Until we learn to truly trust the people giving birth to know what’s best for themselves and their babies, we will continue to spend more healthcare dollars per person than any other country—while killing and traumatizing increasing numbers of parents with our ignorance.
Unrealistic expectations of motherhood undermine the mental health of moms.
For far too many Black mothers, cultural stigma and a lack of access to quality healthcare and family-friendly workplace policies systematically prevent us from holding the power to decide for ourselves.
The largest-ever study of mistreatment during childbirth confirmed that giving birth in the U.S. is dangerous for all women—and especially dangerous for women of color.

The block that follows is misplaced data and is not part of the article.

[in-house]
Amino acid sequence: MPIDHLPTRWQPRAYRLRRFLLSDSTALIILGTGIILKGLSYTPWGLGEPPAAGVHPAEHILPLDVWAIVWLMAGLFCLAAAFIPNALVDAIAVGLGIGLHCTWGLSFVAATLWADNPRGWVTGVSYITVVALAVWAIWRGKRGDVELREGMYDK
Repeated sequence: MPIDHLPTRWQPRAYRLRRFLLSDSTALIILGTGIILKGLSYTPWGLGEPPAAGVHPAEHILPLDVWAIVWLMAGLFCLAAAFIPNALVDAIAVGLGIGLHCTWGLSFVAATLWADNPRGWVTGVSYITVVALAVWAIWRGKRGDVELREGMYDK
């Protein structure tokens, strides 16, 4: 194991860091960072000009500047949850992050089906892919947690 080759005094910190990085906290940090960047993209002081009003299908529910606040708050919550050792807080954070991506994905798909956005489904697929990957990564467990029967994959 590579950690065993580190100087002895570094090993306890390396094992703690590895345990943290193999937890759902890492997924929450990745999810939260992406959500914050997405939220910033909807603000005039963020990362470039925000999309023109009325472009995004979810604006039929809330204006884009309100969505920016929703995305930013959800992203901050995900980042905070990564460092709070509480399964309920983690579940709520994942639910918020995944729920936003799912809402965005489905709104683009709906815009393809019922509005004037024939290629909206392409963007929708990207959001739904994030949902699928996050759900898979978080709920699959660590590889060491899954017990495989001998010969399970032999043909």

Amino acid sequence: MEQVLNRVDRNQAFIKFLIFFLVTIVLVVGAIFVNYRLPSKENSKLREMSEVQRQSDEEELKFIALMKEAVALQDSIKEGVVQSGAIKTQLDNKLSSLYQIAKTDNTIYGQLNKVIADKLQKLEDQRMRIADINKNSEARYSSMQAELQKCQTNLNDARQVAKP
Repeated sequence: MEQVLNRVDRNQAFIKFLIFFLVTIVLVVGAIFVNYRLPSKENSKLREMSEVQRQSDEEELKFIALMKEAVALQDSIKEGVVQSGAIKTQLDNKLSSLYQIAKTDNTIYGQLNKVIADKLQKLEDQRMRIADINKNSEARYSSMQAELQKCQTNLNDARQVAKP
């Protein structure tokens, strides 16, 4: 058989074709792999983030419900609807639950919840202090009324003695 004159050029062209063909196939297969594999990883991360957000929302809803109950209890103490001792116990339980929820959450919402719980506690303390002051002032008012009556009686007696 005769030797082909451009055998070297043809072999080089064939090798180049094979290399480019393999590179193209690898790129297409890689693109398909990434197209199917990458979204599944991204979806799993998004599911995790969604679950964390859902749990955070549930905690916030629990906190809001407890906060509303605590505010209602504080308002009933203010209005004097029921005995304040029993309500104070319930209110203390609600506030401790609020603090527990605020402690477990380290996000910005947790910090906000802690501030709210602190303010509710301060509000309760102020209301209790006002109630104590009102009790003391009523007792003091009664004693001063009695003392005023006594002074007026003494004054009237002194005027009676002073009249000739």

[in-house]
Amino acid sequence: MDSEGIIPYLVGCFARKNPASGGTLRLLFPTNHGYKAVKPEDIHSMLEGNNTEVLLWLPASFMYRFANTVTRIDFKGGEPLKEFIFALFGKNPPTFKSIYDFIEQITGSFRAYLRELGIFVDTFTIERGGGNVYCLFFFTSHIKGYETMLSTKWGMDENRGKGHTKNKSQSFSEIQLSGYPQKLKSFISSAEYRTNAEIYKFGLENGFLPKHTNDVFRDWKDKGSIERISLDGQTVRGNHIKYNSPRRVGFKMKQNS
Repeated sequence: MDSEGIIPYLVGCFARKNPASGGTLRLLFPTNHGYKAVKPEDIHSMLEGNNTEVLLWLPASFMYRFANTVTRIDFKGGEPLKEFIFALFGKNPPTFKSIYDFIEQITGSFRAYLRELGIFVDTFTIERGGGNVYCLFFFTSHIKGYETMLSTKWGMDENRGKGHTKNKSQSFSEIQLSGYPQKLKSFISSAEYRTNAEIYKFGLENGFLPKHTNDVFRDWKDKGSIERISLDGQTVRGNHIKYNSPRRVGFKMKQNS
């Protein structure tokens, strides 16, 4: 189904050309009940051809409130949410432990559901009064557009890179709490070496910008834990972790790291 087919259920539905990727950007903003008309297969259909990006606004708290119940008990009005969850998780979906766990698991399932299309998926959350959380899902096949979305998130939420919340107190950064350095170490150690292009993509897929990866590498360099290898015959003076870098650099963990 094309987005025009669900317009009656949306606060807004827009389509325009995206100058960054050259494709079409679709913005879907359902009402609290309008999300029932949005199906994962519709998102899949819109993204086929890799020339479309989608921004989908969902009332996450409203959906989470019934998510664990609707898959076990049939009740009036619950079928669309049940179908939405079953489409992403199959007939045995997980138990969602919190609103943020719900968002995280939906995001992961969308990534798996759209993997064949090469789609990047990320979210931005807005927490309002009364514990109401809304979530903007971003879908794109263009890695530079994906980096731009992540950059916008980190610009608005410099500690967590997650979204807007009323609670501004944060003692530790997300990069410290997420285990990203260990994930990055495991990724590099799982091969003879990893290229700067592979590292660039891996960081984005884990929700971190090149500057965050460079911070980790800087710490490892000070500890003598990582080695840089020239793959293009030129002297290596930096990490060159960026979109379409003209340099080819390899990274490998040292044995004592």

Restricting access to abortion is simply part of a system of catastrophic failures to provide basic, essential, life-saving women’s health care services. The proof is staring us right in the face.
We believe that this Congressional class—the most diverse in years, and full of firsts—will lead this country in the direction of better supporting women of color who want to have children, without the looming threat of losing their lives and their economic stability.
The biggest hurdle to saving mother’s lives isn’t a lack of solutions. It’s marshalling the data, the policies and the will to save them. This Mother’s Day, join me and The Rockefeller Foundation in vowing to end maternal deaths.
Feminist advocates and lawmakers came together Tuesday for the inaugural Mamas’ March roundtable—and to advance the Mama’s Agenda led by Mothering Justice.
After nine months of misogynistic language from doctors and nurses, it’s easy to forget that you’re the decision-maker about your own body.
Building awareness of the disparities black women face in pregnancy is a start—but providers also need to acknowledge our own biases.